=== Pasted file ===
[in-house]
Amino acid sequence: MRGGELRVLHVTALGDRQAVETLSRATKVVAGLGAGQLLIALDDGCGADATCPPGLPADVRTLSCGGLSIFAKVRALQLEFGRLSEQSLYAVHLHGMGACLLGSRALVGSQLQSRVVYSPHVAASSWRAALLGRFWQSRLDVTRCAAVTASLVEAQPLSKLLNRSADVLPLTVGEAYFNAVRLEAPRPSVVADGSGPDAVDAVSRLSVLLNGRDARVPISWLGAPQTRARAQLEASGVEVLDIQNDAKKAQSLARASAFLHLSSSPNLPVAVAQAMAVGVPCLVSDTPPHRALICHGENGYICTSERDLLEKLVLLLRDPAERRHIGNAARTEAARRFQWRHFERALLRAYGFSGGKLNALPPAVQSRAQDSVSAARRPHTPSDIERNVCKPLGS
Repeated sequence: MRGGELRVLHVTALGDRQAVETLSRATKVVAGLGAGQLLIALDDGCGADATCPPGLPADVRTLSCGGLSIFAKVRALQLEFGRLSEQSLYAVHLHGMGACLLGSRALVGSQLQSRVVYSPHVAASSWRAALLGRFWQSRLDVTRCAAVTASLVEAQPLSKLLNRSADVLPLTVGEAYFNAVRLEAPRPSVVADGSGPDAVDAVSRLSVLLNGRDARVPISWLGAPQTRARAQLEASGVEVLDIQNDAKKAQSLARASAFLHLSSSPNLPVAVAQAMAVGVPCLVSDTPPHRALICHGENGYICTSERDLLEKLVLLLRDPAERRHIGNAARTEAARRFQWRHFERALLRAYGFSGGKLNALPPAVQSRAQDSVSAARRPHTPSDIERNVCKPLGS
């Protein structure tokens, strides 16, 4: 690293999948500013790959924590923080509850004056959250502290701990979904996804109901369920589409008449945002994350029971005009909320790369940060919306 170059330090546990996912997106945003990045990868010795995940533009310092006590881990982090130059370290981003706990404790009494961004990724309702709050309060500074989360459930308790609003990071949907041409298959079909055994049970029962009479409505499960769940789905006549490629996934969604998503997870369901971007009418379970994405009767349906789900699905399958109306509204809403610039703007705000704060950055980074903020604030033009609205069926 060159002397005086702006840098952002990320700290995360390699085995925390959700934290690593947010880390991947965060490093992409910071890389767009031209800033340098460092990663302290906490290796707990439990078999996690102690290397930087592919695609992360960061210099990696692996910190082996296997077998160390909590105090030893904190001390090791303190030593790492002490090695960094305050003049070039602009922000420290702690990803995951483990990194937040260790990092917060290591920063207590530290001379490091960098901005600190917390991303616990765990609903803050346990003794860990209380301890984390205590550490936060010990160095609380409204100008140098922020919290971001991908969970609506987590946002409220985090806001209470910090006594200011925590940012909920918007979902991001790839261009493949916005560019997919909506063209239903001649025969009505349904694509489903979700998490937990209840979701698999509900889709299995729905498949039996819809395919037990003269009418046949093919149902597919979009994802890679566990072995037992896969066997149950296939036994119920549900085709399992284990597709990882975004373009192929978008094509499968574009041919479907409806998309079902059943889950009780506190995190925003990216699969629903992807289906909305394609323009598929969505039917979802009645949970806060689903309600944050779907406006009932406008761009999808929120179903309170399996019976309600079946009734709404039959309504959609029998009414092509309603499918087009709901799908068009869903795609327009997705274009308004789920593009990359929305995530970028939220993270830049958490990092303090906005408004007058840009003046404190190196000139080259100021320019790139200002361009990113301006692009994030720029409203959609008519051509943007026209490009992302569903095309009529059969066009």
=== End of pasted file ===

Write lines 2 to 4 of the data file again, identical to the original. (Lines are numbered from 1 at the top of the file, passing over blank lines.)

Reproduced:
Amino acid sequence: MRGGELRVLHVTALGDRQAVETLSRATKVVAGLGAGQLLIALDDGCGADATCPPGLPADVRTLSCGGLSIFAKVRALQLEFGRLSEQSLYAVHLHGMGACLLGSRALVGSQLQSRVVYSPHVAASSWRAALLGRFWQSRLDVTRCAAVTASLVEAQPLSKLLNRSADVLPLTVGEAYFNAVRLEAPRPSVVADGSGPDAVDAVSRLSVLLNGRDARVPISWLGAPQTRARAQLEASGVEVLDIQNDAKKAQSLARASAFLHLSSSPNLPVAVAQAMAVGVPCLVSDTPPHRALICHGENGYICTSERDLLEKLVLLLRDPAERRHIGNAARTEAARRFQWRHFERALLRAYGFSGGKLNALPPAVQSRAQDSVSAARRPHTPSDIERNVCKPLGS
Repeated sequence: MRGGELRVLHVTALGDRQAVETLSRATKVVAGLGAGQLLIALDDGCGADATCPPGLPADVRTLSCGGLSIFAKVRALQLEFGRLSEQSLYAVHLHGMGACLLGSRALVGSQLQSRVVYSPHVAASSWRAALLGRFWQSRLDVTRCAAVTASLVEAQPLSKLLNRSADVLPLTVGEAYFNAVRLEAPRPSVVADGSGPDAVDAVSRLSVLLNGRDARVPISWLGAPQTRARAQLEASGVEVLDIQNDAKKAQSLARASAFLHLSSSPNLPVAVAQAMAVGVPCLVSDTPPHRALICHGENGYICTSERDLLEKLVLLLRDPAERRHIGNAARTEAARRFQWRHFERALLRAYGFSGGKLNALPPAVQSRAQDSVSAARRPHTPSDIERNVCKPLGS
């Protein structure tokens, strides 16, 4: 690293999948500013790959924590923080509850004056959250502290701990979904996804109901369920589409008449945002994350029971005009909320790369940060919306 170059330090546990996912997106945003990045990868010795995940533009310092006590881990982090130059370290981003706990404790009494961004990724309702709050309060500074989360459930308790609003990071949907041409298959079909055994049970029962009479409505499960769940789905006549490629996934969604998503997870369901971007009418379970994405009767349906789900699905399958109306509204809403610039703007705000704060950055980074903020604030033009609205069926 060159002397005086702006840098952002990320700290995360390699085995925390959700934290690593947010880390991947965060490093992409910071890389767009031209800033340098460092990663302290906490290796707990439990078999996690102690290397930087592919695609992360960061210099990696692996910190082996296997077998160390909590105090030893904190001390090791303190030593790492002490090695960094305050003049070039602009922000420290702690990803995951483990990194937040260790990092917060290591920063207590530290001379490091960098901005600190917390991303616990765990609903803050346990003794860990209380301890984390205590550490936060010990160095609380409204100008140098922020919290971001991908969970609506987590946002409220985090806001209470910090006594200011925590940012909920918007979902991001790839261009493949916005560019997919909506063209239903001649025969009505349904694509489903979700998490937990209840979701698999509900889709299995729905498949039996819809395919037990003269009418046949093919149902597919979009994802890679566990072995037992896969066997149950296939036994119920549900085709399992284990597709990882975004373009192929978008094509499968574009041919479907409806998309079902059943889950009780506190995190925003990216699969629903992807289906909305394609323009598929969505039917979802009645949970806060689903309600944050779907406006009932406008761009999808929120179903309170399996019976309600079946009734709404039959309504959609029998009414092509309603499918087009709901799908068009869903795609327009997705274009308004789920593009990359929305995530970028939220993270830049958490990092303090906005408004007058840009003046404190190196000139080259100021320019790139200002361009990113301006692009994030720029409203959609008519051509943007026209490009992302569903095309009529059969066009």